Email Alison at alisonansell2@gmail.com or Chris at chris11egg@aol.com.

2


Lots of things have been going on in the village since the last issue hit the streets.

Welcome to Sheepwash

Welcome to Gary Silver and Ruth O’Malley, who have moved into Lake Cottage, South Street. We hope

you’ll enjoy joining in with all the community activities in the village.

Ladies Walk and Talk

The inaugural Ladies Walk and Talk took place on 4 th February with a circular walk to Black Torrington (3.5

miles). The weather gods were smiling and it wasn't raining!

We met at the bus shelter in Sheepwash and made our way down South Street, taking the first right on

the road after the bridge and coming back through Black Torrington and up West Road. There were six

walkers, a pair of twins in a buggy, and a very well-behaved dog.

Conversation ranged from children to the environment, and to what jobs we had done in previous lives

before coming to Sheepwash. It was noticeably quieter

on the uphill sections! We finished back at the Village

Hall for tea and cake.

Our second walk on 11 th March was slightly longer (4.25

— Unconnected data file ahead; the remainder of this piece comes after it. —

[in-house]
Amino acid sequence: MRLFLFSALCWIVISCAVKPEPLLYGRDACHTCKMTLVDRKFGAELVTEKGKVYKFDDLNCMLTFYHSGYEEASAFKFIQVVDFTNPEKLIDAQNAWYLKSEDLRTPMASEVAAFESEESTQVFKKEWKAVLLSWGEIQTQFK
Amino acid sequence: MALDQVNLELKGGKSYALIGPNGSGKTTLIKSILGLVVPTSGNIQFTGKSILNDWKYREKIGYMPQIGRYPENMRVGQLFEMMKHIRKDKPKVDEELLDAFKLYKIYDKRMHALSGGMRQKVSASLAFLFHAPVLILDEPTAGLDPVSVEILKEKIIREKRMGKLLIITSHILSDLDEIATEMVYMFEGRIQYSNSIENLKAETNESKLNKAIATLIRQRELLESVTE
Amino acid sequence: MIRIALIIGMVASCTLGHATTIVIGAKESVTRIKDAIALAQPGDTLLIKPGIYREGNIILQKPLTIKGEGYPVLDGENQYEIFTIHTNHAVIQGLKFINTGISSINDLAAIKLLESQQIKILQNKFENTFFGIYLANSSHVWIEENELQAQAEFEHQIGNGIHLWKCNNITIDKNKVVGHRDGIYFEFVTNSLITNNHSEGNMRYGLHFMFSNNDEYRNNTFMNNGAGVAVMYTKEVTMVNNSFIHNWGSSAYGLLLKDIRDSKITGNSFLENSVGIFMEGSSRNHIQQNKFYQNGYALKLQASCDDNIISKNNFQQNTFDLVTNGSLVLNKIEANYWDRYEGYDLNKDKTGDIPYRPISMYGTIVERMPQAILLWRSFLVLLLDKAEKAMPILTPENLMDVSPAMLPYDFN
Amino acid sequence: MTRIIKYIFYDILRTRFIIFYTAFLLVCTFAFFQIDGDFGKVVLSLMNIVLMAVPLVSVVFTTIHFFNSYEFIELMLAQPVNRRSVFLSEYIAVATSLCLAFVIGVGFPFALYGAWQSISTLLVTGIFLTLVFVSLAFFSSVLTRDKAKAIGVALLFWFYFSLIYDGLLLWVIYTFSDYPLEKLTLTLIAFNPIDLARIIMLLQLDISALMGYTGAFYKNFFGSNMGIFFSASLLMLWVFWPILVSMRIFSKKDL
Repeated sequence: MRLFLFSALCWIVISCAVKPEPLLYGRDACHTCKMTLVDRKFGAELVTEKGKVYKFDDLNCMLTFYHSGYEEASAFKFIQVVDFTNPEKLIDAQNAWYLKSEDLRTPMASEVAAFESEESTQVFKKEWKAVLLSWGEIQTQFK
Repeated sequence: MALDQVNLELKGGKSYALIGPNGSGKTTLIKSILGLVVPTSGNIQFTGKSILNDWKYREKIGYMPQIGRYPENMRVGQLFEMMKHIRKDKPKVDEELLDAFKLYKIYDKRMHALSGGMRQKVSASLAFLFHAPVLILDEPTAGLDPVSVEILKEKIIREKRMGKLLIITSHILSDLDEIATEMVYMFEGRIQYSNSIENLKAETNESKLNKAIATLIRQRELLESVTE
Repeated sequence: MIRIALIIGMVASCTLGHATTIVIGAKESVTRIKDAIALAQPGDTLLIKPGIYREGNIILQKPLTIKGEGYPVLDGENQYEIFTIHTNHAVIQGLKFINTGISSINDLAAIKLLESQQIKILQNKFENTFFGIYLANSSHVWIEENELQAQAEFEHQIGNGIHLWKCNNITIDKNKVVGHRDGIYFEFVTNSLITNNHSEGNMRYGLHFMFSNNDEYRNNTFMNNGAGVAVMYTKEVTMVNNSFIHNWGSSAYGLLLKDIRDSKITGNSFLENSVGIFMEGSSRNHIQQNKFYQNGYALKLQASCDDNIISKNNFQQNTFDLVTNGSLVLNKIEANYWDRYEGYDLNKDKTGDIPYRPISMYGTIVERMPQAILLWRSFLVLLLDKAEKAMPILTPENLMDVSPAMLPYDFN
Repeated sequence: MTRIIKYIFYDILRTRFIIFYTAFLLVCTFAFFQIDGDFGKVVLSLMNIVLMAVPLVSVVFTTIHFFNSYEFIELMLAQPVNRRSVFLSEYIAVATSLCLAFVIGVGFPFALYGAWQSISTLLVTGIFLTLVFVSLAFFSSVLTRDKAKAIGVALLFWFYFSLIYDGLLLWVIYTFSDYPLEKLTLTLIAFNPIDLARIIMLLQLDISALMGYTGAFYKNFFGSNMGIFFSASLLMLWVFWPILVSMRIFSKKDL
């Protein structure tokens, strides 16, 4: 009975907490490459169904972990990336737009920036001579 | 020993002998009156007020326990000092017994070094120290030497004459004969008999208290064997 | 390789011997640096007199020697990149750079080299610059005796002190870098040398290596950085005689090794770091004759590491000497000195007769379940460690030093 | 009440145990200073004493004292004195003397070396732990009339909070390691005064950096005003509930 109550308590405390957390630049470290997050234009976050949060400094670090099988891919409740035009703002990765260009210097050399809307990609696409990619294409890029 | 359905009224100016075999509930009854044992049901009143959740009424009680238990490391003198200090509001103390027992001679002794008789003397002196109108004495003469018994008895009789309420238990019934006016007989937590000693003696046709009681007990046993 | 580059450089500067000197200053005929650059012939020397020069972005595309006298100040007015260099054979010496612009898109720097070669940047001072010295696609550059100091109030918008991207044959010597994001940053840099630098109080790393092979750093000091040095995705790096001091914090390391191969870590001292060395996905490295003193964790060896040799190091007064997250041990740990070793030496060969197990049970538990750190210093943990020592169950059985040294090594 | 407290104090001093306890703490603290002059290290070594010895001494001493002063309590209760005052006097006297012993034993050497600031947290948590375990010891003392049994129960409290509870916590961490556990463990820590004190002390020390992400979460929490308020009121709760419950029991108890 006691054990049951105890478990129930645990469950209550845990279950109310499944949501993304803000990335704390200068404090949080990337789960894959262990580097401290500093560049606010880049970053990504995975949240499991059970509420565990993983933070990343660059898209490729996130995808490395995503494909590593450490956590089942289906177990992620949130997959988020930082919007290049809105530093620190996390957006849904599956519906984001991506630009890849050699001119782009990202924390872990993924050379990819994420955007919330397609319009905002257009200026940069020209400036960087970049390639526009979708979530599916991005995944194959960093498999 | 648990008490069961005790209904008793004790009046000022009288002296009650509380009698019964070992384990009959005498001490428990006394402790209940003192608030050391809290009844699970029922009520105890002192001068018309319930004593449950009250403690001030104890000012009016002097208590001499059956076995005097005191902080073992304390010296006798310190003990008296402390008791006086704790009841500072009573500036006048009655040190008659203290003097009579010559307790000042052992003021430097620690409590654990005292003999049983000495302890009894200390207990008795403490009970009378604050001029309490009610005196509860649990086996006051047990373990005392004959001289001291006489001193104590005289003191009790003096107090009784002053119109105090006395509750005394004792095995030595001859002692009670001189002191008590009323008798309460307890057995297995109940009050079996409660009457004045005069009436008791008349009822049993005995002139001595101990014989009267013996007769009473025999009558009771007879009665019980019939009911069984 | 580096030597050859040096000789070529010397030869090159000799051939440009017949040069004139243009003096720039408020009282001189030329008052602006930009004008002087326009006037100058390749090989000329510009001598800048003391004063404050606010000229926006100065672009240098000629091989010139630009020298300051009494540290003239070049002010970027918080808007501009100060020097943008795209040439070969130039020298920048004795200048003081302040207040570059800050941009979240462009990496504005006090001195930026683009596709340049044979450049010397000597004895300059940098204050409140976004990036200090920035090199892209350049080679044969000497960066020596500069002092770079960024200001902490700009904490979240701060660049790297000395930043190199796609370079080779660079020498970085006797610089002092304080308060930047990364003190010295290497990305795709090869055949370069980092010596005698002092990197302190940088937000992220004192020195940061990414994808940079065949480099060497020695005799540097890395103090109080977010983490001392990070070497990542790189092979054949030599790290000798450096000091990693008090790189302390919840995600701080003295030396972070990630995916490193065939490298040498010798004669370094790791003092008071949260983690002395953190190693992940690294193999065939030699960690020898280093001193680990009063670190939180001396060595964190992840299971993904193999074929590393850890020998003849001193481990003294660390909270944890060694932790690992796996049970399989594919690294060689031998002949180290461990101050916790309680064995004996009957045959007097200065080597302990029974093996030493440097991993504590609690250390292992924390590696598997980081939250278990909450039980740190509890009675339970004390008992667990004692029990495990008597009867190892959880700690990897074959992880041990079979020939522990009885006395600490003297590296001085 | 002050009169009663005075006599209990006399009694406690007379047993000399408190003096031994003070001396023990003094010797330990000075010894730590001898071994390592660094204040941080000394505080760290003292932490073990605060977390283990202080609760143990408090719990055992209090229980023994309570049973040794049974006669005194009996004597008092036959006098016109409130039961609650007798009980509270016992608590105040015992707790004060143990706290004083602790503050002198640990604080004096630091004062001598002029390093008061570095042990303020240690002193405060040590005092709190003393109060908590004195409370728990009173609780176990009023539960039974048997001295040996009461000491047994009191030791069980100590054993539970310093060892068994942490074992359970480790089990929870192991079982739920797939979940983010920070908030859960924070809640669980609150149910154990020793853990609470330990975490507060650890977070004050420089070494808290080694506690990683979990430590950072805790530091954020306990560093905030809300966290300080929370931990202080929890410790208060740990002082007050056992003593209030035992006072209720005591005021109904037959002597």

miles), and in the opposite direction. It was another

circular walk, this time with seven of us (with twins in

the buggy and another well-behaved dog). We headed

out of the village on North Road, turned left at the

vineyard, through Upcott, and then turned left back

towards Black Torrington before turning left again to

come back up West Road.

Once again the weather gods were smiling, although

there were black clouds and some raindrops, but it was

warm with no wind and what little rain there was didn't dampen our spirits. There were slightly more hills

this time, but that didn't diminish the conversation, sharing local knowledge about people and places

(who knew there had been mussels in Musselbrook?) as well as enjoying the amazing countryside on our

doorstep and seeing things that you don't see when you are driving.

After saving a rather stunned pheasant on the way, it was back to the Village Hall again for cake and tea.

We want to make this as inclusive as possible for lady walkers of all abilities and ages. We only walk as fast

as the slowest walkers - it is not about getting from start to finish in the quickest time possible. We move

the dates to enable as many people as possible to come and join us, and we will be doing some Sunday

walks soon. We also hope to do some local “off road” walking when the weather improves and the fields

are drier.

The tentative plan for next month’s walk on 1 st April will be a linear walk along the Tarka Trail. This will

allow those who only want a short walk to go as far as they want, whilst those who want to walk further

can do so. It is also a flatter walk.

If you would like to join us or you would like more information, either drop me an email or speak to Anne